John Gehring on Why Communion Should Be Personal, Not Political

Democratic presidential candidate Joe Biden speaks at a town hall in Florence, South Carolina, on Oct. 26, 2019. A Catholic priest in South Carolina denied Communion to Biden over the weekend, a decision purportedly made over the former vice president’s stance on abortion. It illustrates the challenge facing presidential candidates as they share their faith on the trail: How to balance the private and deeply personal values of their religions with a public campaign schedule that pushes them to authentically choose a side in polarizing moral debates? (AP Photo/Meg Kinnard, File)

John Gehring is Catholic program director at Faith in Public Life and author of “The Francis Effect: A Radical Pope’s Challenge to the American Catholic Church.” The views expressed in this commentary do not necessarily represent those of BCNN1.

Joe Biden is a proud Catholic. He carries a rosary to remember his late son Beau, and as recent headlines show, he attends Mass even during a grueling campaign. But when the former vice president presented himself for Communion at St. Anthony Catholic Church in South Carolina on Sunday (Oct. 27), a priest denied him the sacrament. The pastor then discussed the moment with a reporter. “Any public figure who advocates for abortion places himself or herself outside of Church teaching,” the pastor, the Rev. Robert E. Morey, explained in an email to the Florence News.

You don’t have to be a Christian, a Democrat — or even agree with Biden’s position that the government shouldn’t criminalize abortion — to recognize that this crass politicization of a holy sacrament is deeply problematic.

Any priest who denies a person this radical encounter with unconditional love and mercy typically would do so only as an extreme last resort, likely after several private meetings where the pastor and his congregant spoke about formed consciences, grace and reconciliation. There is no evidence any of that happened in this situation. While the priest surely convinced himself he was acting in Biden’s best spiritual interest, this form of pastoral malpractice does immeasurable damage to individuals, institutions and faith communities.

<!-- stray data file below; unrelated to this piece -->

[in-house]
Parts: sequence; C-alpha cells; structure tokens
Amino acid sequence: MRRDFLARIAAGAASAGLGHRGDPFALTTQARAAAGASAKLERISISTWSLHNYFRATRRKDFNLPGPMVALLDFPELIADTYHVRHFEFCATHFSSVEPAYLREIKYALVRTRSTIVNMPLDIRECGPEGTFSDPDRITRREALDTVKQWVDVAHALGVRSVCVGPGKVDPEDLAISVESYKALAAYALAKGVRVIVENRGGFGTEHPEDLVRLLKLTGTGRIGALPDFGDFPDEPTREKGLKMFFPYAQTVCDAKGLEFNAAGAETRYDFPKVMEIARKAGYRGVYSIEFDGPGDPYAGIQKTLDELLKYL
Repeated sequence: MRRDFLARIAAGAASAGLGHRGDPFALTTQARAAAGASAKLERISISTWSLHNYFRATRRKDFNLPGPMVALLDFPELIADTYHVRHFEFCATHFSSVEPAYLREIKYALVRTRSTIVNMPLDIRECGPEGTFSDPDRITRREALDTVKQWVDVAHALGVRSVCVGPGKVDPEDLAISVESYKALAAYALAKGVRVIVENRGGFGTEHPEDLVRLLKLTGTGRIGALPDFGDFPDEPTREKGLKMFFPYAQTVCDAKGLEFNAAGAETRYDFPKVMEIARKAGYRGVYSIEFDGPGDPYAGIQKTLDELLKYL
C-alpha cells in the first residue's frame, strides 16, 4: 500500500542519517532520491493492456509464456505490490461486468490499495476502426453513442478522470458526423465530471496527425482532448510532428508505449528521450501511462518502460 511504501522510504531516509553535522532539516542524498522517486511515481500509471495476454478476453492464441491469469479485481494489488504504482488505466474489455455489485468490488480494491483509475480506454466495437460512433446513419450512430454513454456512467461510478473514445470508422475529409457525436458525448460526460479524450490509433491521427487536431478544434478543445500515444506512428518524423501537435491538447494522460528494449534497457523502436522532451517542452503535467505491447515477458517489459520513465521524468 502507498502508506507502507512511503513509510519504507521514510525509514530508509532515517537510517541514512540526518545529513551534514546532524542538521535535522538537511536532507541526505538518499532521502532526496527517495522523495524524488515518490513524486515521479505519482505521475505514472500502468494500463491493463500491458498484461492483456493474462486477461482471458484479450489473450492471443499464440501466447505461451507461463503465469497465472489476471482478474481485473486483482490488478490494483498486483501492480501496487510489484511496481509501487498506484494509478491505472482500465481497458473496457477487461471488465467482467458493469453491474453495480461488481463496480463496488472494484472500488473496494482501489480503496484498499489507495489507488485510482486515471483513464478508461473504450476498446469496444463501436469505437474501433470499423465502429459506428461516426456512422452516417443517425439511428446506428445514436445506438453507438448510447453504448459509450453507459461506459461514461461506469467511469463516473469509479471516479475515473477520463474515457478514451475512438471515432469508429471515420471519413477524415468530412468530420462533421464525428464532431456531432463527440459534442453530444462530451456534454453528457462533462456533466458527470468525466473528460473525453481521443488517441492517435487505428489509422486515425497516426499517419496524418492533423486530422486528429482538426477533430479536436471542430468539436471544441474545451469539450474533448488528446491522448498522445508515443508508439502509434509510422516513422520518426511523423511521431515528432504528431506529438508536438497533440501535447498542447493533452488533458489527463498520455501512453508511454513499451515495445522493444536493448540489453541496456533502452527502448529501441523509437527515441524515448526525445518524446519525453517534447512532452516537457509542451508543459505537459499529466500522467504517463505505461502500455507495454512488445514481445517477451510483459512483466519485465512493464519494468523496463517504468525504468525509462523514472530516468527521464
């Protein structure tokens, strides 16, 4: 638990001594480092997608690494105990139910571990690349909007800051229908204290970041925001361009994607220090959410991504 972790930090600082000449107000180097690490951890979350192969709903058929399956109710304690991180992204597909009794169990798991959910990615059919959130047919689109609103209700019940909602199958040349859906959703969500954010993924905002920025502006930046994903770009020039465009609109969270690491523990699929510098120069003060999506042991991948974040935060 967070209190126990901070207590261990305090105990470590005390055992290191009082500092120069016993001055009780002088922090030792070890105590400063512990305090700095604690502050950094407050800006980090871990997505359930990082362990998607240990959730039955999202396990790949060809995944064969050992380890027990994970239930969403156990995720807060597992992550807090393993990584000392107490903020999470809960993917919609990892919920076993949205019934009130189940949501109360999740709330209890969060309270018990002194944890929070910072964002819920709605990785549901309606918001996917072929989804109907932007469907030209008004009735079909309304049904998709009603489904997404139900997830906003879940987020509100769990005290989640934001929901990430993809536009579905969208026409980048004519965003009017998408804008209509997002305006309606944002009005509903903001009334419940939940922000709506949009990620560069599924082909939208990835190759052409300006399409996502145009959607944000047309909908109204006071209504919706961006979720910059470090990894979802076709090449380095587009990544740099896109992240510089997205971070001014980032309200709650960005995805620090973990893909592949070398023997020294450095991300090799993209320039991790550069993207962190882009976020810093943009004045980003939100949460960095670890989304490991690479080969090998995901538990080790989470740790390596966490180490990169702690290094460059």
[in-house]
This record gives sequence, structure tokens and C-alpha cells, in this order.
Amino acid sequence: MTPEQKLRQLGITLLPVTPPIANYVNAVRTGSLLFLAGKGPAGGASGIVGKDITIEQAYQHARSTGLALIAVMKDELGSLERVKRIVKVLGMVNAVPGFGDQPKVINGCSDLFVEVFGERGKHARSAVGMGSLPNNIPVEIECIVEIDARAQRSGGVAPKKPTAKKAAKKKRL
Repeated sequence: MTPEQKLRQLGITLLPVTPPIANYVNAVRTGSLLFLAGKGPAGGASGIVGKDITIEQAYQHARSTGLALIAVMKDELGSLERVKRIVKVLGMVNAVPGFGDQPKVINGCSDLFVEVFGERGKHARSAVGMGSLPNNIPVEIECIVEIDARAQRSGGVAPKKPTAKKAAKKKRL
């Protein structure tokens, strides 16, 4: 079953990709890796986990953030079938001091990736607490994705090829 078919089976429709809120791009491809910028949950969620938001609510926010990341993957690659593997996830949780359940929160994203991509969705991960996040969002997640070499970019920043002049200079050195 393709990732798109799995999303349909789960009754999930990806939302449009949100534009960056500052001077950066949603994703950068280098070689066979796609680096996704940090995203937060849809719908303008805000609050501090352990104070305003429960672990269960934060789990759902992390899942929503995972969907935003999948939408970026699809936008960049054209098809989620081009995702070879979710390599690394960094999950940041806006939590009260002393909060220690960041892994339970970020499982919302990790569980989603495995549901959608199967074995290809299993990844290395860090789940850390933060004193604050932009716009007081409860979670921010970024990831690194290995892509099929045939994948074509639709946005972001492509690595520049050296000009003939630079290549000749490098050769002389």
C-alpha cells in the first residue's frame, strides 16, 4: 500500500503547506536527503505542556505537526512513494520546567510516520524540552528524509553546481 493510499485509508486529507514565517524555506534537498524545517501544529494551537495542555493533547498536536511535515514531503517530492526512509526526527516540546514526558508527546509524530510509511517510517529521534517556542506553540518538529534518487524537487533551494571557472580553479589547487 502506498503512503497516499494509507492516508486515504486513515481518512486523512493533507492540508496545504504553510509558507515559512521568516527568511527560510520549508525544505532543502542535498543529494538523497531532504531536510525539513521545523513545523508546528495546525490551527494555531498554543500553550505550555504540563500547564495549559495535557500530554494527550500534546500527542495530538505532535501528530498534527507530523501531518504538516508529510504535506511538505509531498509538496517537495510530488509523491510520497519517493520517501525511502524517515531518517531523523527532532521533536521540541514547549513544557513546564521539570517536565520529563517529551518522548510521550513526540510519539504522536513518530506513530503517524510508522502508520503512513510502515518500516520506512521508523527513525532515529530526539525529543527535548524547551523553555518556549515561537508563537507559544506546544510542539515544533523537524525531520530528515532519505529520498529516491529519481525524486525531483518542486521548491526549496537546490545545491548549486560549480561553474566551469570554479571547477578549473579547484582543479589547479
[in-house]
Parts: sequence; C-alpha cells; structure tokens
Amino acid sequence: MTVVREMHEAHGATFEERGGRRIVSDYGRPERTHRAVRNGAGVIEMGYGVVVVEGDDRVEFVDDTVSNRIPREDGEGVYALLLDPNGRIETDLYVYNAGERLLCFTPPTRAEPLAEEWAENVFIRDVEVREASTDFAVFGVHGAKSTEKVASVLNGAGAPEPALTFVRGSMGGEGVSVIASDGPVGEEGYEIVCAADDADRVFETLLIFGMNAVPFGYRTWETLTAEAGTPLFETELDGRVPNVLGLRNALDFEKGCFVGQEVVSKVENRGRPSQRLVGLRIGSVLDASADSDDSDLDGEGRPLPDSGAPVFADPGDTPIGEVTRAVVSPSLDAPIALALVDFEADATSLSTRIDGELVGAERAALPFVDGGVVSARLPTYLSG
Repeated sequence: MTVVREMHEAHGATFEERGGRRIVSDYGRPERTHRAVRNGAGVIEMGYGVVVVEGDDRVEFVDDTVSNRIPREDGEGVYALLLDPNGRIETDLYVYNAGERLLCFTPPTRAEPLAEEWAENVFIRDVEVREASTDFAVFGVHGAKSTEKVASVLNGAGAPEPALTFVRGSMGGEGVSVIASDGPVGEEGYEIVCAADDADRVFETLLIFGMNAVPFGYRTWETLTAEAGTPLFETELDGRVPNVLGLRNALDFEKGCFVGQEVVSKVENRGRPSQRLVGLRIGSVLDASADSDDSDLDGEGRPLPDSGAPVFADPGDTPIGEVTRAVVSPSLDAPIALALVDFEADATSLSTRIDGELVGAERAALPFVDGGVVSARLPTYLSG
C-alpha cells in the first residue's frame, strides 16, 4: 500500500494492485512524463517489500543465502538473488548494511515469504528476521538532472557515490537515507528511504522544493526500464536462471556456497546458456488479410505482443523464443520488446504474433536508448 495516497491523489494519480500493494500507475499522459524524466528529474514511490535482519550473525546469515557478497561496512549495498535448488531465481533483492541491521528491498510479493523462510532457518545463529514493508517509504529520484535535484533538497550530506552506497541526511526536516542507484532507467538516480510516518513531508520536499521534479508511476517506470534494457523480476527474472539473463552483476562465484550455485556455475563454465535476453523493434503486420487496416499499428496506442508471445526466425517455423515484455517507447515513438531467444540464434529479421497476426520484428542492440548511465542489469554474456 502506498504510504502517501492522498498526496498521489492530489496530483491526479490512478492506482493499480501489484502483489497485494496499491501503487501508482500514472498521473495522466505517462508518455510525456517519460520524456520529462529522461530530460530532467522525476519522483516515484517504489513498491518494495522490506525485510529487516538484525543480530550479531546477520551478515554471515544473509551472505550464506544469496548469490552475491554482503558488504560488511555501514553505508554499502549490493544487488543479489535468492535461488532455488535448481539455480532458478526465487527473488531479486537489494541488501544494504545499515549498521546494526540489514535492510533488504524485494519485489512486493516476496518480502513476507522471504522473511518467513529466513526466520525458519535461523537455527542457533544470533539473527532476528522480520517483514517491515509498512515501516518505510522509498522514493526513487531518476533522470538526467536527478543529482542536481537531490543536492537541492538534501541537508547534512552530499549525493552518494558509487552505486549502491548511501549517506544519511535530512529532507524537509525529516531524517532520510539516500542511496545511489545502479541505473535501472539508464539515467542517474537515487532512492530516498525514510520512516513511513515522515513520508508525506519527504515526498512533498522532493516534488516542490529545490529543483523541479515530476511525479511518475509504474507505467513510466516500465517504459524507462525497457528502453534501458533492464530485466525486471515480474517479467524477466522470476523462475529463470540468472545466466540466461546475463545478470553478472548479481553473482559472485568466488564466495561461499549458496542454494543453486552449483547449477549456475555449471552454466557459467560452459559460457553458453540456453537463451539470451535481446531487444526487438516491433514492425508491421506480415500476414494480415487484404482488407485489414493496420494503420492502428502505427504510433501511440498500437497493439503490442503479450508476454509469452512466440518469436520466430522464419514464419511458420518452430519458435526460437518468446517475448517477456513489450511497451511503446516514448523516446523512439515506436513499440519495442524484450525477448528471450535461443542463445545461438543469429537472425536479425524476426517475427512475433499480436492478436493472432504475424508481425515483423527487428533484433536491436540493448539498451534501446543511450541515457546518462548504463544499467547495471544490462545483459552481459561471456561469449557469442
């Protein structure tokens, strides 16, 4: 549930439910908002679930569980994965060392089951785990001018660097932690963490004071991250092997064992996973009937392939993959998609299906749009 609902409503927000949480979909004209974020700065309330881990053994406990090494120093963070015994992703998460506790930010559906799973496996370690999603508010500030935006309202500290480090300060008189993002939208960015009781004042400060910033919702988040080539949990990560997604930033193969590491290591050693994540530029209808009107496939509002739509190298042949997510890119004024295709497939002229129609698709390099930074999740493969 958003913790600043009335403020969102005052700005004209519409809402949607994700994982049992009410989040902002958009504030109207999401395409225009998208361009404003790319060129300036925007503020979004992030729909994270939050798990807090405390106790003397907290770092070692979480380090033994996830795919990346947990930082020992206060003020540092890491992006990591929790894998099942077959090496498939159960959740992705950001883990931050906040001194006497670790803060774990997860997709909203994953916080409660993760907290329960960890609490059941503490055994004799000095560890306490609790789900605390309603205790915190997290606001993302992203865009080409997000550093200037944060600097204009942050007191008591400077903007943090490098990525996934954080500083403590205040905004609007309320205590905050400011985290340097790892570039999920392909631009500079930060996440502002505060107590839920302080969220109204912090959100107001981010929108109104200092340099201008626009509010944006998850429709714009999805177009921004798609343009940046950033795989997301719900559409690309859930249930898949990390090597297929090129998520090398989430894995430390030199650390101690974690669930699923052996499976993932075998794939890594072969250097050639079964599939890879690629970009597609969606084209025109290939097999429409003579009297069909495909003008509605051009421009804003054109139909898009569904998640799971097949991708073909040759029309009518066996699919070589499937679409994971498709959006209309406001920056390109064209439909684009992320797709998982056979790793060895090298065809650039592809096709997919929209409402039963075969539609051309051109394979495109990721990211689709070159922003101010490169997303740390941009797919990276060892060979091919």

For Catholics, the Eucharist is not a symbol or a statement, but the literal body of Christ, what the catechism describes as “the source and summit” of Christian life. In words that should give comfort to all of us who feel unworthy of presenting ourselves before God, Pope Francis reminds us that Communion is not a “prize for the perfect but a powerful medicine and nourishment for the weak.”

Making this situation worse, the priest wasn’t going rogue, but, according to a report by Catholic News Agency, was following a diocesan decree from 2004 signed jointly by the bishops of Atlanta, Charleston and Charlotte that states Catholic public officials who support abortion rights should not be allowed to receive Communion.

In contrast, Biden’s hometown diocese issued a statement noting that Bishop Francis Malooly of Wilmington, Delaware, has “consistently refrained from politicizing the Eucharist, and will continue to do so.” Malooly underscored that point in 2008 when he said he would “get a lot more mileage out of a conversation trying to change the mind and heart than I would out of a public confrontation.”

If that sounds like special treatment, consider that St. John Paul II, a hero for a generation of conservative Catholics and a revered figure in the anti-abortion movement, gave Communion to pro-choice Catholic politicians during his lengthy pontificate, including to Rome’s mayor, Francesco Rutelli, a high-profile Catholic who fought for more liberal abortion laws.

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Source: Religion News Service